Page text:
While he was heralded as part of the U.S.'s post-recession recovery, his career hasn't been without controversy. He asked the dean of the University of Oklahoma to fire earthquake scientists who suggested fracking was connected to major earthquakes in the Midwest, Bloomberg reported in 2015. The U.S. Geological Survey has since reported a strong connection between the wastewater leftover from fracking and the earthquakes.

Secretary of Agriculture

While there is a long list of prospective choices for Secretary of Agriculture, the most widely discussed choice is Texas Agriculture Commissioner Sid Miller.

Miller, an eighth-generation farmer, has stated he wants trade with Cuba and would support changing the North America Free Trade Agreement (NAFTA), McClatchy reported. He's also had a troubled tenure as state agriculture commissioner, and has been under investigation for inappropriately using state money to take personal trips.


"He has expanded the department's top paid positions, doled out more bonuses than any other statewide official and dramatically hiked fees for many of the industries and agricultural interests his agency regulates," the Texas Tribune reported in April.

Sam Brownback is presumed to be another top contender for Secretary of Agriculture. Brownback, governor of Kansas, was Kansas's secretary of agriculture in 1986 and was raised in a farming family.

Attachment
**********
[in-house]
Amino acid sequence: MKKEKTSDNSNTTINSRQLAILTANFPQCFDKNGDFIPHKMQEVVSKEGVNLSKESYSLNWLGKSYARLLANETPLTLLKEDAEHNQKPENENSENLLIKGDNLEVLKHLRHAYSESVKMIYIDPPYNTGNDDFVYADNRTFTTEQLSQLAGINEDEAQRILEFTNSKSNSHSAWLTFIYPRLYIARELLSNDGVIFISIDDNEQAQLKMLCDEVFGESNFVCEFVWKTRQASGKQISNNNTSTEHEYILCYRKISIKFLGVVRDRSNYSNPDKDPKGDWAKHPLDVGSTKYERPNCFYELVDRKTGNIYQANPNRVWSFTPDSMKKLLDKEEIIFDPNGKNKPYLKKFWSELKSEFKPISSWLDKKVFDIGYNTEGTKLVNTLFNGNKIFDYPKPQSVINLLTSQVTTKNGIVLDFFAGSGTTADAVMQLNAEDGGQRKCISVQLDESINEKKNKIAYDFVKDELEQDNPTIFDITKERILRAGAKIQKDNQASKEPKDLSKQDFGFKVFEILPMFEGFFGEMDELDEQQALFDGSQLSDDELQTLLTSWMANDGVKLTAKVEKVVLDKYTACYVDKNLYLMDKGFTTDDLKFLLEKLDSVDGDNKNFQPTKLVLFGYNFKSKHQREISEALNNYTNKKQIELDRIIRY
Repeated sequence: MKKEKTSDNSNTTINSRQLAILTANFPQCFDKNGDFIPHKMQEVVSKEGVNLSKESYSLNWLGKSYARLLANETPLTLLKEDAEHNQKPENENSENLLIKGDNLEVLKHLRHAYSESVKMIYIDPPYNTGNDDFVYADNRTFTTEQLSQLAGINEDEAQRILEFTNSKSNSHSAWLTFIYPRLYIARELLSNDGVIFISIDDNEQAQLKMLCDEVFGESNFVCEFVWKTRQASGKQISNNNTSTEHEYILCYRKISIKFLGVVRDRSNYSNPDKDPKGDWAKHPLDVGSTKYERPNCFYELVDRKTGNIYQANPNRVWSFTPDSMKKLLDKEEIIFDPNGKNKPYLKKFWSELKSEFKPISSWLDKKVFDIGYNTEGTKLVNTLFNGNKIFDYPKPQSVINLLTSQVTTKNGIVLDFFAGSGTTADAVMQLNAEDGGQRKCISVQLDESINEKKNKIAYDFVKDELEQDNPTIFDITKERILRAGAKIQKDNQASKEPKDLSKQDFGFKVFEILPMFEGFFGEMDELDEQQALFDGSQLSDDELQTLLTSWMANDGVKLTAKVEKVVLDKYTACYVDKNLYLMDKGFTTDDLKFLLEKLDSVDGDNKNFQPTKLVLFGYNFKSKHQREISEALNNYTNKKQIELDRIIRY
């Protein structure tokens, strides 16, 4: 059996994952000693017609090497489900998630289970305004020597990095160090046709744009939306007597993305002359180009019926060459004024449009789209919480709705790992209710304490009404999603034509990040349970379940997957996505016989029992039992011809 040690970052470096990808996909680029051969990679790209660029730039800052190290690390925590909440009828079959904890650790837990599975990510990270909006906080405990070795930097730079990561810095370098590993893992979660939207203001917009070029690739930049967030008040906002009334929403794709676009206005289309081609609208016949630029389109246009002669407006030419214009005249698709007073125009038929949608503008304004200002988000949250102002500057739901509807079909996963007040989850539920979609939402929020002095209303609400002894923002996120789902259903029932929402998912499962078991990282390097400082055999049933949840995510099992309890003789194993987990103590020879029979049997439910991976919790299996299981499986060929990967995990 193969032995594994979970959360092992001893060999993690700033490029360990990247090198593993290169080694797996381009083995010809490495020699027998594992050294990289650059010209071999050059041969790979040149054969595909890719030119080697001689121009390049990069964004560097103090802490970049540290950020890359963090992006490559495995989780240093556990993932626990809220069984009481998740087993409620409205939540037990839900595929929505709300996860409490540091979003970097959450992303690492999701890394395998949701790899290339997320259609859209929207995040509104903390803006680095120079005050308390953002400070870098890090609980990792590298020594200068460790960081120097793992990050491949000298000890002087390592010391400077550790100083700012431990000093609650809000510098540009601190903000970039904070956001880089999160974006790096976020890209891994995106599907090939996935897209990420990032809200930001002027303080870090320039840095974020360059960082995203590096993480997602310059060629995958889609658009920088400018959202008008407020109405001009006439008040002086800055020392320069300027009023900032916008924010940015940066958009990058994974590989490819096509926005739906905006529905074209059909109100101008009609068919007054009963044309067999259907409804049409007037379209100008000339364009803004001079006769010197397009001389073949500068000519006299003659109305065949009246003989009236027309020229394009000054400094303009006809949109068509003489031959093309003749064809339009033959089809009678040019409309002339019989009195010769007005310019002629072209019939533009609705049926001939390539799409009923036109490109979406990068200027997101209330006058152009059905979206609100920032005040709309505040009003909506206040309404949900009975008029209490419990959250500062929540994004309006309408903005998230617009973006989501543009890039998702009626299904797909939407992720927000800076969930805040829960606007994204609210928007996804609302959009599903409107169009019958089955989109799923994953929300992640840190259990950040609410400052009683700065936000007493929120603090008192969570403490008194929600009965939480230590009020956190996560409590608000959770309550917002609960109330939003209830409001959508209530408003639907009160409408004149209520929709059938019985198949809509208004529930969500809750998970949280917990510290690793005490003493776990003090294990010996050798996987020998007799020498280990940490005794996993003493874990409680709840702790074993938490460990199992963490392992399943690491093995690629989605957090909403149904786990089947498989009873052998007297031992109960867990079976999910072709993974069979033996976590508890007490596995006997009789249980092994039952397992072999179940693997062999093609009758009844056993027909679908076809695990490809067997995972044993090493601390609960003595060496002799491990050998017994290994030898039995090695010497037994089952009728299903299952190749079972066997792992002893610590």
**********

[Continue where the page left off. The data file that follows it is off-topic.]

He has been tangled in a financial web this year because his state didn't generate enough tax revenue to pay for all its services. This summer, the state had to hold back $260 million from public schools to balance its budget, largely due to Brownback's income tax cuts, the Kansas City Star reported.

Other possible choices are former Nebraska Gov. Dave Heineman, former Georgia Gov. Sonny Perdue, former Texas Gov. Rick Perry, agriculture businessman Charles Herbster, and dairy executive Mike McCloskey, Politico reported.

Secretary of the Interior

Forrest Lucas, an oil magnate, is said to be the top choice for Secretary of the Interior, which oversees all national parks, the U.S. Geological Survey and the Bureau of Land Management.

Lucas, a former trucker, is the CEO of Lucas Oil Products, which manufactures and distributes oil for automobiles, additives and lubricants. He is also the founder of Protect the Harvest, a pro-farming and pro-ranching non-profit that opposes "radical animal rights organizations." He considers the Humane Society of the United States to be among those groups and to be an "attack group."

Politico reported a source close to the Trump campaign confirmed the future president's interest in bringing Palin on board to a cabinet position. The former Alaska governor and Trump loyalist actually raised taxes on oil back in 2007, unlike her GOP predecessors, and wants to cap carbon emissions. But Palin has also voted to drill for oil in the Arctic National Wildlife Refuge, the largest tract of protected wildlife in the country, and promotes unregulated hunting and fishing. She has also spoken out against efforts to classify polar bears and beluga whales as endangered species.

Robert Grady and Harold Hamm are also being considered for the post, in addition to Donald Trump Jr. and several midwestern governors.